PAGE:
3 1/2 stars

13 Comments Post a comment
  1. Nov 13 2011

    Awesome! You’re first critic to claim that Immortals is not just a gorgeous but empty, and therefore terrible film but rather that it’s a terrific film in general. Now I want to see it. I heard people complaining that all of the film’s characters lack any kind development but I laugh at that because, much like in Greek tragedies, the characters are more caricatures, players in a large game rather than deep, developed people.
    I wasn’t expecing a spectacular story with deep psychology behind it, I was expecting a visually unique and gorgeous looking film version of an old, popular tale that’s more of a Harryhausen extravaganza than anything else.

    From your review it looks like it’s exactly what I’m going to when I watch it. :O)

  2. Nov 14 2011

    I hope you still feel like that after you see it. ;-)

    As to character development, do the critics think it should come before or after he slays the Minotaur?

    That was tongue in cheek of course, but the point to be made is that “Immortals” is not a character-based drama, it’s a Greek mythology genre movie. The story is original- as in, not one of the ancient myths- and the characterizations have been modernized to suit contemporary tastes, but it’s still a myth in the classic mold. Heroes (and heroines!) have adventures, gods meddle, and the supernatural is real. The good guys in the story illustrate the virtues and the bad guys, the vices. Character development in this context is meeting, or not meeting as the case may be, the challenges fate has in store for them.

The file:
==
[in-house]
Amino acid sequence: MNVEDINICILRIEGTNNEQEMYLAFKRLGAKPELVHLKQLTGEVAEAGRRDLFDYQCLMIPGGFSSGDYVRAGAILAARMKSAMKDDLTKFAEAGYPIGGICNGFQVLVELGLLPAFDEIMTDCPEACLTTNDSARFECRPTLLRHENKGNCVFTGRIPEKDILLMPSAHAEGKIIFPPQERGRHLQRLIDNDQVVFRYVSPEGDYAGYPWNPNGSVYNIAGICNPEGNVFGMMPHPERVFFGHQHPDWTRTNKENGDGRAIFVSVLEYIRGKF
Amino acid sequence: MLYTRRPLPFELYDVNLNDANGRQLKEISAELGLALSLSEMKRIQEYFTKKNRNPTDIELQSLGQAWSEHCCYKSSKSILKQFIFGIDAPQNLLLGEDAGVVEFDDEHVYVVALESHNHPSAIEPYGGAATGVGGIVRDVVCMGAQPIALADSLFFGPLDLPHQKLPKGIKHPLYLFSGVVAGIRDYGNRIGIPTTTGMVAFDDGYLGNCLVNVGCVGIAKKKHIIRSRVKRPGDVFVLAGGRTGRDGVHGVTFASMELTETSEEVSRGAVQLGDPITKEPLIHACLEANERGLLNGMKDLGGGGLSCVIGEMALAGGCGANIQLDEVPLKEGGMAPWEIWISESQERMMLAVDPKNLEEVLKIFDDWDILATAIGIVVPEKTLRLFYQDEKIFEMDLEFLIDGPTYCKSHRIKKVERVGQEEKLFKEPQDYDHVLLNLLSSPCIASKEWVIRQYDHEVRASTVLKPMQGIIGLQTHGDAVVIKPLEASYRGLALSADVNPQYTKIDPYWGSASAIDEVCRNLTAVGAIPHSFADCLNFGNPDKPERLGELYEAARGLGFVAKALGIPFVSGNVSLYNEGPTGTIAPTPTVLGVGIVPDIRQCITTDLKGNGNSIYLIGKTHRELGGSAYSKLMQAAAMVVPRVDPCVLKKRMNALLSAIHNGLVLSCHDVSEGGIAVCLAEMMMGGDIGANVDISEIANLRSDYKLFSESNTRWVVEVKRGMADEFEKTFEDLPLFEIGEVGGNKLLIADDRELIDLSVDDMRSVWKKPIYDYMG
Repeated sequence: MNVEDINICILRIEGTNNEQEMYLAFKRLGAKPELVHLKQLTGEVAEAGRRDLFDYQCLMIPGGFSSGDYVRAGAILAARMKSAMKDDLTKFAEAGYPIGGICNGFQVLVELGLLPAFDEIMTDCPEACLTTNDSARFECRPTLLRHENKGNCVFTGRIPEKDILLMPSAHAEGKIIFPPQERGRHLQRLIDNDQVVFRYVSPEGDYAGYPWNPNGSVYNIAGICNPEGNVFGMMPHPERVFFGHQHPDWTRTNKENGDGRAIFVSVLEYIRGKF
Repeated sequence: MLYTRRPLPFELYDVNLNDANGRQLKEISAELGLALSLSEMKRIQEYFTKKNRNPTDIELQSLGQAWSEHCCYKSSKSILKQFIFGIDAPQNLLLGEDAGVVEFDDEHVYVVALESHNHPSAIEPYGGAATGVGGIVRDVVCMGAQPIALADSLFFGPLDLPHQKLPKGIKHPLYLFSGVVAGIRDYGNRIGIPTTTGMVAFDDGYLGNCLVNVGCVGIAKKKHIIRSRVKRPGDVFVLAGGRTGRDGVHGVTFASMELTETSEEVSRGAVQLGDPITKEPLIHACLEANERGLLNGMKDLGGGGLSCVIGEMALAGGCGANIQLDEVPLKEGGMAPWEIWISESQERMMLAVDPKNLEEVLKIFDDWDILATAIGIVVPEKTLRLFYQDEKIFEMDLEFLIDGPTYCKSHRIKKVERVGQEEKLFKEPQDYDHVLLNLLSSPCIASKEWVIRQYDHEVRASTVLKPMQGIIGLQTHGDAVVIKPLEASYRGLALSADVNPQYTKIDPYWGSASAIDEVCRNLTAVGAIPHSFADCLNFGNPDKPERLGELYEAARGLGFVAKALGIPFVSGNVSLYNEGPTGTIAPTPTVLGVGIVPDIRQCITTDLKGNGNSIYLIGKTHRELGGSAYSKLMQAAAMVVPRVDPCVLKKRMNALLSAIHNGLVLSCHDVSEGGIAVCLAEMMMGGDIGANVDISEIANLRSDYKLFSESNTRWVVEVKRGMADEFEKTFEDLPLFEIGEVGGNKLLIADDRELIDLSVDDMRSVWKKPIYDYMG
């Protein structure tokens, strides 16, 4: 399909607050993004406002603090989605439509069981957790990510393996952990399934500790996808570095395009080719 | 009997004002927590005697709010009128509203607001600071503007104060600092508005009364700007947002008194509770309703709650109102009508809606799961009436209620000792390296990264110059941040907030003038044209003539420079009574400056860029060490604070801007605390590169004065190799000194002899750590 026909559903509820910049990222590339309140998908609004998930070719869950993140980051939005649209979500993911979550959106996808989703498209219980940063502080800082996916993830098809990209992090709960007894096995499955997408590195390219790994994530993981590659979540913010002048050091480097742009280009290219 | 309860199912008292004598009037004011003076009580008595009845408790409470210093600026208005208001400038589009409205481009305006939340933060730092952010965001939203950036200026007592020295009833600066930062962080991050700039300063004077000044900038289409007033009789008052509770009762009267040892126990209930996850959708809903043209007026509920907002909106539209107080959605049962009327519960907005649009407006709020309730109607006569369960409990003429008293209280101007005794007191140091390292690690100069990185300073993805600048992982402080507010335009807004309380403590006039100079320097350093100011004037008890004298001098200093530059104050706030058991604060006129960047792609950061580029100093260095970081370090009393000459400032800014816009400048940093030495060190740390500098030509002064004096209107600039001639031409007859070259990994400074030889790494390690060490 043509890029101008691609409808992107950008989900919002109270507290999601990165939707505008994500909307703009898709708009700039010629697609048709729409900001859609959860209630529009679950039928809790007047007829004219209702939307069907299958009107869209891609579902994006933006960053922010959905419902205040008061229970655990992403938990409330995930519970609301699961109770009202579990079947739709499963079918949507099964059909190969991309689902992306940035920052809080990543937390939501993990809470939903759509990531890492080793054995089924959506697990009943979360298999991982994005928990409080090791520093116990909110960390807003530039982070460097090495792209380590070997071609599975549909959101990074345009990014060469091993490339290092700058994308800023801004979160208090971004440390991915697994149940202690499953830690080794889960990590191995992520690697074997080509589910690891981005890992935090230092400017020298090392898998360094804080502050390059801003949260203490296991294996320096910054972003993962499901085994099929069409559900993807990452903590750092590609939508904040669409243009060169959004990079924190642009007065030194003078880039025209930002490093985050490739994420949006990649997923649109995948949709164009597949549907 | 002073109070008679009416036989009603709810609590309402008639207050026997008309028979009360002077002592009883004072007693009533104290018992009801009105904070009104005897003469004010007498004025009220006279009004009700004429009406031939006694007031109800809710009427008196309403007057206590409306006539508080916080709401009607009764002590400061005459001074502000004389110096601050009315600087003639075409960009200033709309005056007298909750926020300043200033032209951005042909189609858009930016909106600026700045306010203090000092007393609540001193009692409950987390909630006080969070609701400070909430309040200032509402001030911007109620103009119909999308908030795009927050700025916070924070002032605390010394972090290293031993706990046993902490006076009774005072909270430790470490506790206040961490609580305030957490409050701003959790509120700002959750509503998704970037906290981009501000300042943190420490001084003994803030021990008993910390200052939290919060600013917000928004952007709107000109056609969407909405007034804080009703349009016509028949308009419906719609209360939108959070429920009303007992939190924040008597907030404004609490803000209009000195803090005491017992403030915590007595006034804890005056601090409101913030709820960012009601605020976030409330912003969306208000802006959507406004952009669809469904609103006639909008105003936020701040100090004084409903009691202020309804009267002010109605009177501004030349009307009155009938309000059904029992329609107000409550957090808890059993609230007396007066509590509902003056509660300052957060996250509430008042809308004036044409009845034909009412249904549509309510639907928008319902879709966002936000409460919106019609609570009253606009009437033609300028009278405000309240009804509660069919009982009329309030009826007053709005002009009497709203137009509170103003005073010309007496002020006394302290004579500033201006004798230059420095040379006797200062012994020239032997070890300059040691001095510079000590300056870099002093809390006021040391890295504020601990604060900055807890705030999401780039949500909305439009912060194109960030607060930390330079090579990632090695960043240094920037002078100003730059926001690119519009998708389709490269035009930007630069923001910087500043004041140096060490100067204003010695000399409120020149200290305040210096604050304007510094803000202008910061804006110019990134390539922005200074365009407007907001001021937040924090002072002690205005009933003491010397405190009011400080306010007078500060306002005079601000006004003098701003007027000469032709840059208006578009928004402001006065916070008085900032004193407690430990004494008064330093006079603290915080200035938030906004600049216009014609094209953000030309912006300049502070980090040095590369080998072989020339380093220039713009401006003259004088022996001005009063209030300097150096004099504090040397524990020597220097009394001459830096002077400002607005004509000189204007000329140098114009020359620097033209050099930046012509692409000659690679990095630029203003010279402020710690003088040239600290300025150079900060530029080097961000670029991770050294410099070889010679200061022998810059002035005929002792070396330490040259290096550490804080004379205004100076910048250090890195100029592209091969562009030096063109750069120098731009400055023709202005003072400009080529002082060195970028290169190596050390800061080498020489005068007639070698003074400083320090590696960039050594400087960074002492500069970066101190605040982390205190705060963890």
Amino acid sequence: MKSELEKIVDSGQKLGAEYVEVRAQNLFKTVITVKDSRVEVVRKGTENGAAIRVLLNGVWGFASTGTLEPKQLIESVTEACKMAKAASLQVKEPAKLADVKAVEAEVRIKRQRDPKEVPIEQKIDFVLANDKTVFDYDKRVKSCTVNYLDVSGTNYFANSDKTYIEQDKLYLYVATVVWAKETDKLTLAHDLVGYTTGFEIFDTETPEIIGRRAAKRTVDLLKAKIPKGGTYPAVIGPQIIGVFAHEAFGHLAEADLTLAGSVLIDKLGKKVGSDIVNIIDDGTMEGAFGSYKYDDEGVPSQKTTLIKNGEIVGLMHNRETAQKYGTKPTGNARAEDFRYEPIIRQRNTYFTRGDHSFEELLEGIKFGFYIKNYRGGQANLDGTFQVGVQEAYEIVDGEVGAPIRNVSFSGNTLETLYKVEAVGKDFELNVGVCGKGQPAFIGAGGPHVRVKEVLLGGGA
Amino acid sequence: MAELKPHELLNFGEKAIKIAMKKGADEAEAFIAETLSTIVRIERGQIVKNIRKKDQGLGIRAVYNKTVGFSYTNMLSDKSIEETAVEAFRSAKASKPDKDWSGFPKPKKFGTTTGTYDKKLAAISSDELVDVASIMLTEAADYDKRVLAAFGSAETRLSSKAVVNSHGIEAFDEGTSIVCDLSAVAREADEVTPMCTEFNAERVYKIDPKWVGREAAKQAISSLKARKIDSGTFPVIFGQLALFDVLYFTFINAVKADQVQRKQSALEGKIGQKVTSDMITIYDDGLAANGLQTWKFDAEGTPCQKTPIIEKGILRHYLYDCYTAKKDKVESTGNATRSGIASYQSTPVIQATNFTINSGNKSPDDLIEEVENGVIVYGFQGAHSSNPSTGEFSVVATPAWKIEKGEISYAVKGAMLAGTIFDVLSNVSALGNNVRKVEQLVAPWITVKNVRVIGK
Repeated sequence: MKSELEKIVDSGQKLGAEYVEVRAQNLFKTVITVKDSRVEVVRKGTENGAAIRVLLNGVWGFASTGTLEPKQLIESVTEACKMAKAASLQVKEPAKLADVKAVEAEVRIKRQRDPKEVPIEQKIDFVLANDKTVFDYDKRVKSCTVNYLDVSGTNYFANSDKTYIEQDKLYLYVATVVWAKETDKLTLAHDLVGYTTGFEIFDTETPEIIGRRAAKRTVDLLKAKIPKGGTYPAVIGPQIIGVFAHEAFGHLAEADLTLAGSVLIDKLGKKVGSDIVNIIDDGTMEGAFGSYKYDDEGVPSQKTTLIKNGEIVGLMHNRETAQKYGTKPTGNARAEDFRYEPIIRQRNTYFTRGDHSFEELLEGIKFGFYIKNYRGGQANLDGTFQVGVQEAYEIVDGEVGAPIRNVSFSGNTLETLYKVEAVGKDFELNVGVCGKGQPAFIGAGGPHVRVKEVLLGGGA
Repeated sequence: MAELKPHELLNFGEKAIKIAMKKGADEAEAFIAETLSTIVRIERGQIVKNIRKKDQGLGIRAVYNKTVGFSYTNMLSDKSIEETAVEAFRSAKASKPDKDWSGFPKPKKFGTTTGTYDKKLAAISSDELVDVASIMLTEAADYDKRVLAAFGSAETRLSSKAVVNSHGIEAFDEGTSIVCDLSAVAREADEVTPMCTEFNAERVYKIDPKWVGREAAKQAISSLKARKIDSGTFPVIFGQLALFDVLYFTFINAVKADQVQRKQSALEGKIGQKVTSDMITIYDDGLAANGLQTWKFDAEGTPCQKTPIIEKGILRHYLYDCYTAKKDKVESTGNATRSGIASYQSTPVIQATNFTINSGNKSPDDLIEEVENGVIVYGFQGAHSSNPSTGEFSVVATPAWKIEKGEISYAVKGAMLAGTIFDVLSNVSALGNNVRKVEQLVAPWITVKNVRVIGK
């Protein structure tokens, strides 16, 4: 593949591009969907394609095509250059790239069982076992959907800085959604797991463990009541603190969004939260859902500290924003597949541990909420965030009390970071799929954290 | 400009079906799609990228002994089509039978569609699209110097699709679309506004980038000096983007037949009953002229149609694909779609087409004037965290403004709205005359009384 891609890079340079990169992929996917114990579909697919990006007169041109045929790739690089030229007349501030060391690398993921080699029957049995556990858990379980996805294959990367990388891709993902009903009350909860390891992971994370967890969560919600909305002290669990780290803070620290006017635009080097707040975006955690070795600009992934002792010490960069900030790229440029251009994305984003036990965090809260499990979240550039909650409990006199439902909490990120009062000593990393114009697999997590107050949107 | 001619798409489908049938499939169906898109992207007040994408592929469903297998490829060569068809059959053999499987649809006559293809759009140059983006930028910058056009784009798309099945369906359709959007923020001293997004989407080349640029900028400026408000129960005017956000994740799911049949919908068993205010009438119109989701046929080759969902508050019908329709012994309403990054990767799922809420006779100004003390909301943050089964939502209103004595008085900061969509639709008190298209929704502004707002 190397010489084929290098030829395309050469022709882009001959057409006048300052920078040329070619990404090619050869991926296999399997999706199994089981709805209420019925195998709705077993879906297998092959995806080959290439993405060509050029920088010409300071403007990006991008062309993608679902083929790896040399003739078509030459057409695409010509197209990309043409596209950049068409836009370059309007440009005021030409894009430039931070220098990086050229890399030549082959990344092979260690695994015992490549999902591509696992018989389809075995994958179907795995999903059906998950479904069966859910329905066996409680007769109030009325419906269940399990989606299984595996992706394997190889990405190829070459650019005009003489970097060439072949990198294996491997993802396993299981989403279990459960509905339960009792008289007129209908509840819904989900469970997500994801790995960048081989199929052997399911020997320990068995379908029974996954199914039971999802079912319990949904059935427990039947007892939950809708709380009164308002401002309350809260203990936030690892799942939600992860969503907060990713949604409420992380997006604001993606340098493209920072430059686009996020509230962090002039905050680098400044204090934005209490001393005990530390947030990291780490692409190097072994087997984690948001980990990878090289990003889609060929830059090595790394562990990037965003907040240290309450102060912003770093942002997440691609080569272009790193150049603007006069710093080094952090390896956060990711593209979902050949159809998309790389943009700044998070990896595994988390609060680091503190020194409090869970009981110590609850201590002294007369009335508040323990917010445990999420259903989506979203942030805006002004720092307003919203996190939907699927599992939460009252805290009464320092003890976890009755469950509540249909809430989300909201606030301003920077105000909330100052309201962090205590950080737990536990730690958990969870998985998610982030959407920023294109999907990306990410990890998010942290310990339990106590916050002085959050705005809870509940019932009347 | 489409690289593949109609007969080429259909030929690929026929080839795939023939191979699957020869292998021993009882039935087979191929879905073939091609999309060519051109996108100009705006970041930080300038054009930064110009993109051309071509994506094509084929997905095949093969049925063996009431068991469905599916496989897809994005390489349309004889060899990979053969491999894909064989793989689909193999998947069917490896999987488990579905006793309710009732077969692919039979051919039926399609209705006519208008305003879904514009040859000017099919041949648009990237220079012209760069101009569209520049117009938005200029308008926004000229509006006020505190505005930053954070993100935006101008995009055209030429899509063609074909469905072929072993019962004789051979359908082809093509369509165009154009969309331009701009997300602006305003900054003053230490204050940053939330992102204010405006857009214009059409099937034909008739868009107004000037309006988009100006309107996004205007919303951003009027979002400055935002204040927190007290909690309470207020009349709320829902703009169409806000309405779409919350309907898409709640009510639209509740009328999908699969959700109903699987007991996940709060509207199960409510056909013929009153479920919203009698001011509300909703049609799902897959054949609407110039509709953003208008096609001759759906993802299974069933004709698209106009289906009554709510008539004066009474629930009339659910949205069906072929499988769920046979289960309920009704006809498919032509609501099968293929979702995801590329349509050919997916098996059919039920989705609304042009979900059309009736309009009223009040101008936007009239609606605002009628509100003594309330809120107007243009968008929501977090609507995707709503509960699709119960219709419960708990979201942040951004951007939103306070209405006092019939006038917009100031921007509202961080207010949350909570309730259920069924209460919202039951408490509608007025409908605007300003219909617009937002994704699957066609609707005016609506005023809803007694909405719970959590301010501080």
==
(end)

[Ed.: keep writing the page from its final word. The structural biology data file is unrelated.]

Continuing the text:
3. Nov 14 2011

    Atop of not developing its “original” characters, there are also sooooo many characters that come and go, are uninteresting or unimportant, and no one seemed to care for any character in the film. I find that those people were looking for another film.

  4. Michelle
    Nov 14 2011

    Helen, your zinger to the critics makes me think of when I was sitting in the waiting room at the dentist office, and a mother near me made a very specific complaint about the cartoon that was playing on a TV in the room. I remember thinking, “Yes. Also, vegetables don’t talk.” :) There are definitely different expectations for varying types of films!

    I saw this last night, and really enjoyed it, as well. I need to see The Fall.

    Nir, let us know what you think!

  5. Nov 15 2011

    Will do!

    Also, The Fall is one of the best movies of the last decade. Top 10 quality. And The Cell was also amazing.

  6. Nov 15 2011

    lol Veggie Tales perhaps?

    I think I need to host a showing of “The Fall”. Let’s coordinate a date off-line.

  7. Michelle
    Nov 15 2011

    You named that ‘toon!


  8. Michelle
    Nov 15 2011

    Yes, visually, The Cell is a stunner. I look forward to seeing The Fall!

  9. Nov 27 2011

    I finally got around to watching it yesterday in the only theatre in Toronto that played it in 2D. It’s a colossal disappointment to me. I was trying to stay awake throughout it and thought that only the last 15 minutes were worth watching.